Palm Trees

Nick Twemlow

“Like us, palm trees are imports, and seem to come from everywhere but here,” writes a reporter for the Los Angeles Times in an article lamenting the dying days of the once-ubiquitous palm trees of L.A. Named for those iconic imported exotics that flank the boulevards of America’s strangest city, Palm Trees is a collection of poems characterized by a revved-up, ruminative musicality, and it issues its swan song in a voice that channels the restless globalism of America in the new century. The poems shuttle from airport to boardroom, boardroom to living room, making the kind of foreboding observations … Read more

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The White House

Joel Craig

Joel Craig’s poems first reach out with quiet Midwestern sincerity–precise craft mixed with personal invention–but quickly thicken: “Let me try to lay out what I think I understand” leads to “Las Vegas / and the end of Western history.” Ethical without being political, popular without being pop, personal without being sentimental, Craig sings of how we are “stuck near a river / [we] can feel the evidence of / but can’t imagine.” Filled with elegies to aging rock ‘n’ rollers, explorations of skipping romance, and studied frustration with the world as it appears (and a sincere belief that quiet hands, … Read more

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Hip Hop Apsara: Ghosts Past and Present

Anne Elizabeth Moore

The city of Phnom Penh, Cambodia hosts public dance lessons most nights on a newly revitalized riverfront directly in front of prime minister Hun Sen’s urban home. Shortly before dusk, much of the city gathers to bust a few Apsara moves and learn a couple choreographed hip-hop steps from a slew of attractive young men at the head of each group. Outside the bustling capital city, the provinces come alive, too, as the nation’s only all-girl political rock group sets up concerts that call into question the international garment trade, traditional gender roles, and agriculture under globalization. Cambodia is changing: not … Read more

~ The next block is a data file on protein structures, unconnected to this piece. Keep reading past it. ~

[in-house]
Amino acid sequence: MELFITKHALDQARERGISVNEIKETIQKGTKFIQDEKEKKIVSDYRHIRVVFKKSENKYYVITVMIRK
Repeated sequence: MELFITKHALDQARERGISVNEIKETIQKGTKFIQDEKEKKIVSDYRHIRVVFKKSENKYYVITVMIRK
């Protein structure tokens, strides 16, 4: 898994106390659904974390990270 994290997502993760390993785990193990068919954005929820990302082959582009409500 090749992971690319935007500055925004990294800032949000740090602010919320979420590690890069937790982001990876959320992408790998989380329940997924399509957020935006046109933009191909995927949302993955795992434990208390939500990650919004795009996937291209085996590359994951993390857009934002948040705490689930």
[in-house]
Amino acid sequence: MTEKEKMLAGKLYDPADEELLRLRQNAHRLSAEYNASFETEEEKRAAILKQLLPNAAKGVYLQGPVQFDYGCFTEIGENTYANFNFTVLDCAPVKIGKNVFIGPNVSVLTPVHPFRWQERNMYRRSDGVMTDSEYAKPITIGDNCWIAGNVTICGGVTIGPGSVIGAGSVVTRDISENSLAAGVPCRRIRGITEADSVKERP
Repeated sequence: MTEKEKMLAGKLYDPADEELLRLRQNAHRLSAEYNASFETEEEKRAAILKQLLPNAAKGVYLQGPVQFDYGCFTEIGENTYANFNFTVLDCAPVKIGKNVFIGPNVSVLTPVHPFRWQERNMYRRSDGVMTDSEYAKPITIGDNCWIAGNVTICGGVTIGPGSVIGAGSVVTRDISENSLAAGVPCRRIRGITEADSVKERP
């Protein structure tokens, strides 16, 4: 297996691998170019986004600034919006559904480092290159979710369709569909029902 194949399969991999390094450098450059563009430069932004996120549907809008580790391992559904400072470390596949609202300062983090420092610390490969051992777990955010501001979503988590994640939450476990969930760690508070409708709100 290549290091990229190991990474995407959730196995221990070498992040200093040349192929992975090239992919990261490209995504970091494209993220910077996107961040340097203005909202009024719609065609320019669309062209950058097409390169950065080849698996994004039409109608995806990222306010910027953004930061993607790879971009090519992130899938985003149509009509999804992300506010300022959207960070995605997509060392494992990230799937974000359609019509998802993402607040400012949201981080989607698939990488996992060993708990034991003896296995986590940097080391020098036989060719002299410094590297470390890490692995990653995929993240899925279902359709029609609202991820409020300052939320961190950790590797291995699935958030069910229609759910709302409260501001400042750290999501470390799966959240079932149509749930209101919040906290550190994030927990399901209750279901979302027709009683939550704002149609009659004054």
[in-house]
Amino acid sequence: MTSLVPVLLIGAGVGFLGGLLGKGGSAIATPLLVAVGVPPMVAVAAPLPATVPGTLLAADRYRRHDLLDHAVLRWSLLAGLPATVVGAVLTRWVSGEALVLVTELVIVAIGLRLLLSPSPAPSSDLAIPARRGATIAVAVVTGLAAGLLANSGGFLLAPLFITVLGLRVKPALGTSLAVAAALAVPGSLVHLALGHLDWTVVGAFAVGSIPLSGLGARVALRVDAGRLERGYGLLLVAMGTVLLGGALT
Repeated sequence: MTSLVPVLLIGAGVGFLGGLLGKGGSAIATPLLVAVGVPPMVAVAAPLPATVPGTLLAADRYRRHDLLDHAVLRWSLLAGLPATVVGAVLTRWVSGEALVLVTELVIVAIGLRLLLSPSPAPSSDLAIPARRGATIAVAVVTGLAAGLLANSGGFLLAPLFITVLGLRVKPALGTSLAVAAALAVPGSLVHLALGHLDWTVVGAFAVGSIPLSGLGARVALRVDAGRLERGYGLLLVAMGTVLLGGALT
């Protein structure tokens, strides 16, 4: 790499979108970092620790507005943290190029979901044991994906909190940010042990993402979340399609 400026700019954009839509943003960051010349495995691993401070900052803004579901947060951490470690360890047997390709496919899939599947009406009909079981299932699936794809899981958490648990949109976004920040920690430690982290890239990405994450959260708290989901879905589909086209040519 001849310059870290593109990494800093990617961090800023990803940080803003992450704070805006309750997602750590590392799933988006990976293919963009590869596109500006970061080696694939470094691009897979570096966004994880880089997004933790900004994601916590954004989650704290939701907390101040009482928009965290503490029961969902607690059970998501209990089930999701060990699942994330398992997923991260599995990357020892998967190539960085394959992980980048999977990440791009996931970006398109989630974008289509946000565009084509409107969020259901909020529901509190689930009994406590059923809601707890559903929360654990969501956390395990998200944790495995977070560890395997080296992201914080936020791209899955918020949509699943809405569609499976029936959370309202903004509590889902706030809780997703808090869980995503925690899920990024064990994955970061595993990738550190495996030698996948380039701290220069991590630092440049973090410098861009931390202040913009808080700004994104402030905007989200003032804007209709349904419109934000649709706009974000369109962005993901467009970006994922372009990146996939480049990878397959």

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The Brightest Thing In The World: 3 Essays From The Institute of Failure

Matthew Goulish

THE BRIGHTEST THING IN THE WORLD: 3 ESSAYS FROM THE INSTITUTE OF FAILURE is a collection of essays that touch on seating strategies, Dick Cheney, cuckoo clocks, the Fibonacci series, butterflies and old friends. These threads weave together like a tapestry and by their accumulated resonance create an impression of loss and longing. As in Sebald’s Rings of Saturn, the reader passes through an associative experience. These are the essays of a poet; like a performance of words, each verb is as active as a muscle. While every sentence tends to its end, the reader resists its inevitable conclusion. This … Read more

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